Project kindness to a stranger: Give a smile to a stranger, and you might have made the world a little better

 

 

 

We go about our everyday lives wanting things to always be getting better. We hope that our work makes a difference and those who came before us are proud and we wish for our children to have more than what we were given. As anyone knows who has heard Martin Luther King Jr.’s famous speech—delivered fifty years ago this August~ dreams are at the center of any effort to make things better. And today we have something with more power than we might realize: The internet. It’s not without reason that China and North-Korea tried to keep their inhabitants away from news. The media also have immense power, and even if some might argue that they focus on the wrong things, a lot of journalist really want to make the world a better place. Combine the knowledge, motivation the internet and the media and you have a wonderful recipe: People who actually do something.

 

 

So, by now you might be thinking: Yeah, sure, but what can I DO? When we have the possibility to help, by little effort, we do it. For example, most people help the world by sorting our paper and throw it in a separate garbage bin, thereby saving the rainforest. So, what about potentially making somebody happy by smiling a little?

 

trueResearch shows that our mirror-neurons respond automatically by creating a smile on your own lips. This means that smiling AT someone, actually MAKE them happier. Research also shows that being happy yourself, gives you more energy to be there for others.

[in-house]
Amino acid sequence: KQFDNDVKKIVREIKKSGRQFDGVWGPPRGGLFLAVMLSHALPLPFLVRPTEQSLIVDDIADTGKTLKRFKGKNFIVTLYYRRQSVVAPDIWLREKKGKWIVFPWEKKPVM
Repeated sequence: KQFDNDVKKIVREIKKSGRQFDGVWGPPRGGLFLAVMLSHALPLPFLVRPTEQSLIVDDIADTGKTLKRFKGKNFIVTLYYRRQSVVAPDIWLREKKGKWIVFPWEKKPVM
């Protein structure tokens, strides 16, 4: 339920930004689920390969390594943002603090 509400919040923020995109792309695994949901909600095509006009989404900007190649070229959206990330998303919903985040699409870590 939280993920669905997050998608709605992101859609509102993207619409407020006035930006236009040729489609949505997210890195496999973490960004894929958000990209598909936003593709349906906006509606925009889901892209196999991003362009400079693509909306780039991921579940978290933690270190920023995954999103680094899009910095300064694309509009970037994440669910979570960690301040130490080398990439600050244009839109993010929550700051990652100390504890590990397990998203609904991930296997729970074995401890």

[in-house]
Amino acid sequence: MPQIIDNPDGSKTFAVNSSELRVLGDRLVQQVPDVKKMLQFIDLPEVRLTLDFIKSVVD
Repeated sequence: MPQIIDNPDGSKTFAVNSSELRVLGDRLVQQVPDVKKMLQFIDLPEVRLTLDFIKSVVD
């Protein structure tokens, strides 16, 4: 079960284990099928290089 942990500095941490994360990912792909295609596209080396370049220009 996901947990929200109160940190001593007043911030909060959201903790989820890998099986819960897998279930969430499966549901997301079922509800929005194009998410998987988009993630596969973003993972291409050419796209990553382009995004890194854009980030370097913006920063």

I would challenge the readers of this blog to do JUST one nice thing for somebody else (preferably a stranger, because that would have the biggest impact) the next week (five minutes, or if you are in a hurry, two second, is all that`s needed to fulfill the criterias).

 

When you have done that, write WHAT you did, and if you want,  email us at forfreepsychology@gmail.com

For every one of you who does that, you might have made the world just a little better.

  

Nina, psychologist

She Yelled and Called Me Names

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A look at the power of empathy and compassion. . .

Everyday Grace

she-yelledPulling my car into the drive-thru line at Starbucks, I wondered why it was a dozen people deep. It wasn’t raining, yet it seemed everyone was driving through today. I was transporting three dogs to the groomer, and there was no way I could leave two wild Shih-tzus and one crazy Bichon alone while I went inside for my daily dose.